Gil-Robles emphasized the amount of state support provided by both federal and regional authorities for the different religious communities, and stressed the example of the Republic of Tatarstan as "veritable cultural and religious melting pot".[2] Along with that, Catholics are not always heeded as well as other religions by federal and local authorities.[2]

Vladimir Lukin noted in 2005, that citizens of Russia rarely experience violation of freedom of conscience (guaranteed by the article 28 of the Constitution).[89] So, the Commissioner's Office annually accepts from 200 to 250 complaints dealing with the violation of this right, usually from groups of worshipers, who represent various confessions: Orthodox (but not belonging to the Moscow patriarchy), Old-believers, Muslim, Protestant and others.[89]

The different problem arises with concern of citizens' right to association (article 30 of the Constitution).[89] As Vladimir Lukin noted, although quantity of the registered religious organizations constantly grows (22144 in 2005), an increasing number of religious organization fail to achieve legal recognition: e.g. Jehovah's Witnesses, the International Society for Krishna Consciousness, and others.[89]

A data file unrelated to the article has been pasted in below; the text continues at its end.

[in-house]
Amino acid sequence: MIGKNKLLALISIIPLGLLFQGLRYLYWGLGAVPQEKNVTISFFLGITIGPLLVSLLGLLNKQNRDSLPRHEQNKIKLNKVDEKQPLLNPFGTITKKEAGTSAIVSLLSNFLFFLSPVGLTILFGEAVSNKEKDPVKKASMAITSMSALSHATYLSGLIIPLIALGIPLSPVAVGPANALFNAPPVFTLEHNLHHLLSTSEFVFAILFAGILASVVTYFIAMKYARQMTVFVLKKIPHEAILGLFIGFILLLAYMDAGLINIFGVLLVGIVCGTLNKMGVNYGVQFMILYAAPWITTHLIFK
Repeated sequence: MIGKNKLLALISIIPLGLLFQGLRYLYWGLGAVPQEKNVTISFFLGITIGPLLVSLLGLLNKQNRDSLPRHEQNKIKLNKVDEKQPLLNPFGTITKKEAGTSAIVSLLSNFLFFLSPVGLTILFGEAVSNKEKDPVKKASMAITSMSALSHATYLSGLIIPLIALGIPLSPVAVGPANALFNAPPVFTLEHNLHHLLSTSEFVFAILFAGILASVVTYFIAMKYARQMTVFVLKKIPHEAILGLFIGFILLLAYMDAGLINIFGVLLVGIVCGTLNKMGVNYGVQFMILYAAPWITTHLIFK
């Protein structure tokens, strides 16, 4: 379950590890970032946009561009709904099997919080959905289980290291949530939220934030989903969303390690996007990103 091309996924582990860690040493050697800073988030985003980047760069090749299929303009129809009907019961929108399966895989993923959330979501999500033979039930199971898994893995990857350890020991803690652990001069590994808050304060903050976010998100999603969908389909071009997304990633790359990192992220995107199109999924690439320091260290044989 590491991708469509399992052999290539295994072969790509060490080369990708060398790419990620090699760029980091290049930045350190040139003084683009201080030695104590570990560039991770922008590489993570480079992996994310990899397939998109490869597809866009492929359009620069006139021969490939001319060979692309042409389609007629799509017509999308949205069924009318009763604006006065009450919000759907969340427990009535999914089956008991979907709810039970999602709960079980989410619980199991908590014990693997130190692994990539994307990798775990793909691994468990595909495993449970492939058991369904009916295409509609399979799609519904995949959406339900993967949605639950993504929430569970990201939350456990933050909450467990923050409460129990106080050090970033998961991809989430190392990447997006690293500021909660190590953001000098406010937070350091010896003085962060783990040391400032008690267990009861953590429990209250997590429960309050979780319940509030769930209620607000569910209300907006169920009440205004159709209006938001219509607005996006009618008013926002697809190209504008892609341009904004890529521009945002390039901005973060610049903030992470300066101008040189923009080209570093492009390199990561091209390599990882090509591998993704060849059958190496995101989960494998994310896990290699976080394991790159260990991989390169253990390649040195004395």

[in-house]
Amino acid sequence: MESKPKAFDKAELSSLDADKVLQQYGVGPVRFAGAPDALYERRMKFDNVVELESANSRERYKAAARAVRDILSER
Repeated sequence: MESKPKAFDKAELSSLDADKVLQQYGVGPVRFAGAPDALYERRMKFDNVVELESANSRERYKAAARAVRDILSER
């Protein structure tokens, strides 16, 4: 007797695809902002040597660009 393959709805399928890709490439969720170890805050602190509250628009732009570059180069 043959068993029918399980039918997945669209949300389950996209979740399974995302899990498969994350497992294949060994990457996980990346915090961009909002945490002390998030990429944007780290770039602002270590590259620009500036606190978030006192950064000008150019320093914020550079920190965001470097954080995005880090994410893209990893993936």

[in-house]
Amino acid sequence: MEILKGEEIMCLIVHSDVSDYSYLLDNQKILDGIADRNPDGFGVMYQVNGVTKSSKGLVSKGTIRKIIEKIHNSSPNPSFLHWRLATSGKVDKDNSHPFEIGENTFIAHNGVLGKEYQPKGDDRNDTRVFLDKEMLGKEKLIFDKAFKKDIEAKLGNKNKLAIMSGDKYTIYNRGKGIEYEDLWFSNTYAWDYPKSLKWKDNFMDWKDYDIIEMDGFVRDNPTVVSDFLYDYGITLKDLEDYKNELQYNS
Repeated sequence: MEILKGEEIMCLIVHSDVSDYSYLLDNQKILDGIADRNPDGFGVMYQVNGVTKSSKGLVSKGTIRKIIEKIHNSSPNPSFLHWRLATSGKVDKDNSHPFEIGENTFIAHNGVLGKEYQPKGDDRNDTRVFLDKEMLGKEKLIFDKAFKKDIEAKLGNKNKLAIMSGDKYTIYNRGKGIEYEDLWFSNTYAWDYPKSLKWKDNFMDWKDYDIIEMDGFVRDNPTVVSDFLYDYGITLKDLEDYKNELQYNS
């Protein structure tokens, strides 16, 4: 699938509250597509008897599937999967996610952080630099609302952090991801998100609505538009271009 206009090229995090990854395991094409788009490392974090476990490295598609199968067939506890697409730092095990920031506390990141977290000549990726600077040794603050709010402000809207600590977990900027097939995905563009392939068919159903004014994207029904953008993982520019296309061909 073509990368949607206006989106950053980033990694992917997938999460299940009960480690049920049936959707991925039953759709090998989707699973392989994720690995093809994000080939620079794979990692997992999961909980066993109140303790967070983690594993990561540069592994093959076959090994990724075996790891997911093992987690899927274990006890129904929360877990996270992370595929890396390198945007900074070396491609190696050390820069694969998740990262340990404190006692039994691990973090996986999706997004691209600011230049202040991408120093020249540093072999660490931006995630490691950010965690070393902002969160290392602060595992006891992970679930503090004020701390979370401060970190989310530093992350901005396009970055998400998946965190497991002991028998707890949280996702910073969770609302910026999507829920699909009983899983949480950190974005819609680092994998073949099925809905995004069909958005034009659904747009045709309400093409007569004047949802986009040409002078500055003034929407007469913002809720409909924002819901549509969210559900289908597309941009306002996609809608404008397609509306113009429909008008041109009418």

The influx of missionaries over the past several years has led to pressure by groups in Russia, specifically nationalists and the Russian Orthodox Church, to limit the activities of these "nontraditional" religious groups.[citation needed] In response, the Duma passed a new, restrictive, and potentially discriminatory law in October 1997. The law is very complex, with many ambiguous and contradictory provisions. The law's most controversial provisions separates religious "groups" and "organizations" and introduces a 15-year rule, which allows groups that have existed for 15 years or longer to obtain accredited status. According to Russian priest and dissident Gleb Yakunin, new religion law "heavily favors the Russian Orthodox Church at the expense of all other religions, including Judaism, Catholicism, and Protestantism.", and it is "a step backward in Russia's process of democratization".[90]